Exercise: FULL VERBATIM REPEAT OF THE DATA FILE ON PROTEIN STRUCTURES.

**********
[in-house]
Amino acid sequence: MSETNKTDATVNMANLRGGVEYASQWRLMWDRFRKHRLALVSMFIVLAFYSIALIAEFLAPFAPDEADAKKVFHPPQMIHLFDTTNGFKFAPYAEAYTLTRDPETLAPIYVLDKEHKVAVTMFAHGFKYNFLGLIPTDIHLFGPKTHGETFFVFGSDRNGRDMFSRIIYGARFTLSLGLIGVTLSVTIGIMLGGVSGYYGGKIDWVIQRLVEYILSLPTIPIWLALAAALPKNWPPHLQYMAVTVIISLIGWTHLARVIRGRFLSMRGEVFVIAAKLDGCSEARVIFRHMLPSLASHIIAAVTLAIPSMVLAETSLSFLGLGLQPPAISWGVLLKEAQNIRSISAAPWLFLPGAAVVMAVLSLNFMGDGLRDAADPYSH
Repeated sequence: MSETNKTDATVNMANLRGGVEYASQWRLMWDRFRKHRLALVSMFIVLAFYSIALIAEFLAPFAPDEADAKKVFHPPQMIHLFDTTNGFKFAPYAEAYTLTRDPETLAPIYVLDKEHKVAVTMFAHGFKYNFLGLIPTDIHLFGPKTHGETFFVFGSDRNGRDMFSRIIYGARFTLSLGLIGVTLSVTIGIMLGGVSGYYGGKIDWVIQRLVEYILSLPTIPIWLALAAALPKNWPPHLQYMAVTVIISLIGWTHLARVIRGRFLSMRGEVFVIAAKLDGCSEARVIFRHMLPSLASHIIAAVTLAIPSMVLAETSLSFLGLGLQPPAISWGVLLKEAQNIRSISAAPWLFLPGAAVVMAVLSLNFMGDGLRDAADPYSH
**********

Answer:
[in-house]
Amino acid sequence: MSETNKTDATVNMANLRGGVEYASQWRLMWDRFRKHRLALVSMFIVLAFYSIALIAEFLAPFAPDEADAKKVFHPPQMIHLFDTTNGFKFAPYAEAYTLTRDPETLAPIYVLDKEHKVAVTMFAHGFKYNFLGLIPTDIHLFGPKTHGETFFVFGSDRNGRDMFSRIIYGARFTLSLGLIGVTLSVTIGIMLGGVSGYYGGKIDWVIQRLVEYILSLPTIPIWLALAAALPKNWPPHLQYMAVTVIISLIGWTHLARVIRGRFLSMRGEVFVIAAKLDGCSEARVIFRHMLPSLASHIIAAVTLAIPSMVLAETSLSFLGLGLQPPAISWGVLLKEAQNIRSISAAPWLFLPGAAVVMAVLSLNFMGDGLRDAADPYSH
Repeated sequence: MSETNKTDATVNMANLRGGVEYASQWRLMWDRFRKHRLALVSMFIVLAFYSIALIAEFLAPFAPDEADAKKVFHPPQMIHLFDTTNGFKFAPYAEAYTLTRDPETLAPIYVLDKEHKVAVTMFAHGFKYNFLGLIPTDIHLFGPKTHGETFFVFGSDRNGRDMFSRIIYGARFTLSLGLIGVTLSVTIGIMLGGVSGYYGGKIDWVIQRLVEYILSLPTIPIWLALAAALPKNWPPHLQYMAVTVIISLIGWTHLARVIRGRFLSMRGEVFVIAAKLDGCSEARVIFRHMLPSLASHIIAAVTLAIPSMVLAETSLSFLGLGLQPPAISWGVLLKEAQNIRSISAAPWLFLPGAAVVMAVLSLNFMGDGLRDAADPYSH